An idea initially envisioned as the "Digital Copyright Exchange" in U.K. professor Ian Hargreaves' 2011 report  on copyright reform, before becoming the Copyright Hub in a report released last year, is now becoming a very real (digital) thing. The Copyright Hub is one of the first, and most high-profile, steps the U.K. has taken towards modernizing and streamlining its countries' management of copyright in the digital age, following the past two years' investigations and reports. Said Richard Hooper, architect of the Hub, in a statement: "The Copyright Hub until now has been just an idea. Today it begins to become an exciting reality.”
Announced today was the launch, due this summer, of the first phase of the Copyright Hub, called "website launch & education" in the Hooper report from July, 2012 . "The initial website launch will provide an education portal for digital copyrights, and signposting to the appropriate rights licensing websites," the report explains. Twelve organizations are providing services to the Hub in phase one: the BBC, the British Association of Picture Libraries and Agencies (BAPLA), Copyright Clearance Centre (CCC), Copyright Licensing Agency (CLA), Federation of Commercial Audio-visual Libraries (FOCAL), Getty Images, the Newspaper Licensing Agency (NLA), Pearson, the Picture Licensing Universal System (PLUS), Phonographic Performance Limited (PPL) and PRS for Music.
“We are delighted to be involved in the Copyright Hub," said PPL chief executive Peter Leathem in a statement. "PPL’s collective licensing of recorded music and videos is itself an example of existing work by rights holders to aggregate copyright on behalf of 60,000 record companies and performers, manage data and simplify licensing. The Copyright Hub will build on such structures and databases across the creative sector, becoming a valuable tool to further assist copyright users in obtaining licences and finding out more about copyright and licensing. This will hopefully contribute to the further growth of a creative sector that is already culturally and economically crucial for the UK.”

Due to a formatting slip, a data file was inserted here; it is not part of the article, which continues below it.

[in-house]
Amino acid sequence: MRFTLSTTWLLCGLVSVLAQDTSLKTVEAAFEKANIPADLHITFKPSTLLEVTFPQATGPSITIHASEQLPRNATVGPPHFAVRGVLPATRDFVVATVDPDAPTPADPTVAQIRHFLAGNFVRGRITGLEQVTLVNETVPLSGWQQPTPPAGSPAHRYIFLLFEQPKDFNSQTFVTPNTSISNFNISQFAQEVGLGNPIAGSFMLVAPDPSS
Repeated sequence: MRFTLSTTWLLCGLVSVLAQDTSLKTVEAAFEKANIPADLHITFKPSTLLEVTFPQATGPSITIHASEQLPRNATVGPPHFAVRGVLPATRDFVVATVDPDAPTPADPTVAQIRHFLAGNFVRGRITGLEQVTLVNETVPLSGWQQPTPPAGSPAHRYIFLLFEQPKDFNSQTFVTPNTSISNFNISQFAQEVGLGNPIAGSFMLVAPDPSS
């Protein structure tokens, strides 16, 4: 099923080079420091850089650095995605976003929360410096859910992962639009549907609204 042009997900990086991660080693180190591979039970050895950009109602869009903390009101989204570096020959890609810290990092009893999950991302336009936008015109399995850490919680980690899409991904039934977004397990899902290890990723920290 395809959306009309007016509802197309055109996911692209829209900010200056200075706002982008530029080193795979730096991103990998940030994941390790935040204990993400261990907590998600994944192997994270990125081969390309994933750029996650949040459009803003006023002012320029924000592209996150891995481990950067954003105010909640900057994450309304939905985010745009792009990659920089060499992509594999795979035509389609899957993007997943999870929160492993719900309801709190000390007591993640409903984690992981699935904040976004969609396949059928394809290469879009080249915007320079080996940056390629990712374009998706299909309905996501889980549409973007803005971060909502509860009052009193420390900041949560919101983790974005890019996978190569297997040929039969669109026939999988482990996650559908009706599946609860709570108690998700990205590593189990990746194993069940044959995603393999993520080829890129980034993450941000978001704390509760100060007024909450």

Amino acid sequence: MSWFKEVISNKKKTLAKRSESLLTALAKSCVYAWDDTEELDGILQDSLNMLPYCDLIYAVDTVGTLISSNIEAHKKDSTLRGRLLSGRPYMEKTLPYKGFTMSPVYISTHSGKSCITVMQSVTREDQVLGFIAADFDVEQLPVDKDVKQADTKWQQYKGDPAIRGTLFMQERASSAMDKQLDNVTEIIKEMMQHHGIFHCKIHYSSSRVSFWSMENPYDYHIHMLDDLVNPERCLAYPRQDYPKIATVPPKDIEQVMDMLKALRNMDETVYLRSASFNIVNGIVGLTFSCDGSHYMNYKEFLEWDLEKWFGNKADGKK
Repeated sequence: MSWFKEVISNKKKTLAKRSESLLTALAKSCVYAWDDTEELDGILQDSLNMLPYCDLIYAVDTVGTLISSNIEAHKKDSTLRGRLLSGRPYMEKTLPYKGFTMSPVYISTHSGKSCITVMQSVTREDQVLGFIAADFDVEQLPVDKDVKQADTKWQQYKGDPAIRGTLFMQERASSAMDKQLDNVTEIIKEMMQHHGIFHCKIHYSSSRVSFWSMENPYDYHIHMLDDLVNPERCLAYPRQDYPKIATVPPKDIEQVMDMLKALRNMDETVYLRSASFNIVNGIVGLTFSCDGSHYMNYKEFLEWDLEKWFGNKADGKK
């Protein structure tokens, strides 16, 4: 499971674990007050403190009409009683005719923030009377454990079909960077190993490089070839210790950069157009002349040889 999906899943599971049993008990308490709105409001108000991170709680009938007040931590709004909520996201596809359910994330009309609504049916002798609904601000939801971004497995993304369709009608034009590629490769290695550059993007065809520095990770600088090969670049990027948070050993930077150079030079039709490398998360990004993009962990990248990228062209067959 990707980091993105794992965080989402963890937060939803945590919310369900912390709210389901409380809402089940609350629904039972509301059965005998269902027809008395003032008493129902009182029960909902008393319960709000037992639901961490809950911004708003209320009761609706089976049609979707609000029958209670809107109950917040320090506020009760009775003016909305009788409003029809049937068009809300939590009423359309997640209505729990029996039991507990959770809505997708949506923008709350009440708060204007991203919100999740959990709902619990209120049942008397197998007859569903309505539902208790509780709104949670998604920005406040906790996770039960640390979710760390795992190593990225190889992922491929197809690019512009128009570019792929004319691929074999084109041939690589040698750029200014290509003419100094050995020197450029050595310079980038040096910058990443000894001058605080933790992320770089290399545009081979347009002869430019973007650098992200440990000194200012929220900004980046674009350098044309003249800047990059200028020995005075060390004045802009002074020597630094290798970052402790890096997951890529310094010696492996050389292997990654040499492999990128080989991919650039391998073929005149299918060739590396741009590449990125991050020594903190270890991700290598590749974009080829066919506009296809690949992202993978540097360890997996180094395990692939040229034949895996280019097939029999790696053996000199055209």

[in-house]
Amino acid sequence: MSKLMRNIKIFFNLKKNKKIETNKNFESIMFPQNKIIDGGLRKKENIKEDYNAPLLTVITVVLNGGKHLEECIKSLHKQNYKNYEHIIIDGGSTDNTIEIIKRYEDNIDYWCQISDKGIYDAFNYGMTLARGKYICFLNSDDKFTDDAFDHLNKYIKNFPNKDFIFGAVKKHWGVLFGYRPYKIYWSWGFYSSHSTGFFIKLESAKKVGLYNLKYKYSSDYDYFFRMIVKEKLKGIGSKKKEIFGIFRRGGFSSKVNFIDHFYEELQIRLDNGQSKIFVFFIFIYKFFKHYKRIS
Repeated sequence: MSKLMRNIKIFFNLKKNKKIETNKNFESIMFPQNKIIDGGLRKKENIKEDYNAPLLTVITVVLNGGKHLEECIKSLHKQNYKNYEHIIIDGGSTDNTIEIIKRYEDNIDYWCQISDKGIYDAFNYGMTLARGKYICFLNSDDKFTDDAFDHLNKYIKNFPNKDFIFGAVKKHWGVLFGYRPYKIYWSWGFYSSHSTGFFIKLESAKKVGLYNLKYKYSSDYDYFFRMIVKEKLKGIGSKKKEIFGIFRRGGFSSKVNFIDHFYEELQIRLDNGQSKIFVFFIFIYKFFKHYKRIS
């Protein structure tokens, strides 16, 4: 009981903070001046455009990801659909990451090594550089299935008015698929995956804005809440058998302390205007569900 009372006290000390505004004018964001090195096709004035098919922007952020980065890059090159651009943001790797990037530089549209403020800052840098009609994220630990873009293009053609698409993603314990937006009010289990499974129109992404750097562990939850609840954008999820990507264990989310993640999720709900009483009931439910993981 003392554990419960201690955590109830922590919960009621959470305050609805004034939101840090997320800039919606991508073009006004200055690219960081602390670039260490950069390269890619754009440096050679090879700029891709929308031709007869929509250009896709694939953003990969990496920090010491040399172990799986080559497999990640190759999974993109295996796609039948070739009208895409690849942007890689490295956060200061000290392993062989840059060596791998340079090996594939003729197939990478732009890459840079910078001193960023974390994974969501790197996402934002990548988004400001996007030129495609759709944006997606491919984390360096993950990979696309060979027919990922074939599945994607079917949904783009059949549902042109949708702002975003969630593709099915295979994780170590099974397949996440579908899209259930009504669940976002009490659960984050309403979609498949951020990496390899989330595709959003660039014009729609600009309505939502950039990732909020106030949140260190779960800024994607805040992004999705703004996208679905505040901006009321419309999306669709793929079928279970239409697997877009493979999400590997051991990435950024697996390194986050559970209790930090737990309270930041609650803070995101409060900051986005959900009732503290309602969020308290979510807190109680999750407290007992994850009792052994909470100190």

Following phase one -- the launch of the website -- multimedia content search will be added, followed by registration for content creators and, in the fourth and final phase, license procurement via the Hub. The Copyright Licensing Steering Group, charged with managing and administrating the U.K.'s copyright initiatives, says its work is solely focused on "simplifying the process of obtaining licenses for copyrighted material." In its final form, the hub aims to serve five main purposes, according to Hooper's 2012 report:
-- Act as a signposting and navigation mechanism to the complex world of copyright
-- Be the place to go for copyright education
-- Be the place where any copyright owner can choose to register works, the associated rights to those works, permitted uses and licences granted
-- Be the place for potential licensees to go for easy to use, transparent, low transaction cost copyright licensing via for example digital copyright exchanges -- DCEs -- acting in effect as a marketplace for rights
-- Be one of the authoritative places where prospective users of orphan works can go to demonstrate they have done proper, reasonable and due diligent searches for the owners of those works before they digitise them
When Richard Hooper's follow-up report was issued, U.K. business secretary Vince Cable said of the Hub that "the idea of a 'copyright hub' is an ambitious undertaking and one that could clearly yield great benefits for the UK's creative industries and consumers. It is potentially a ground-breaking step forward that will help make copyright licensing fit for 21st century."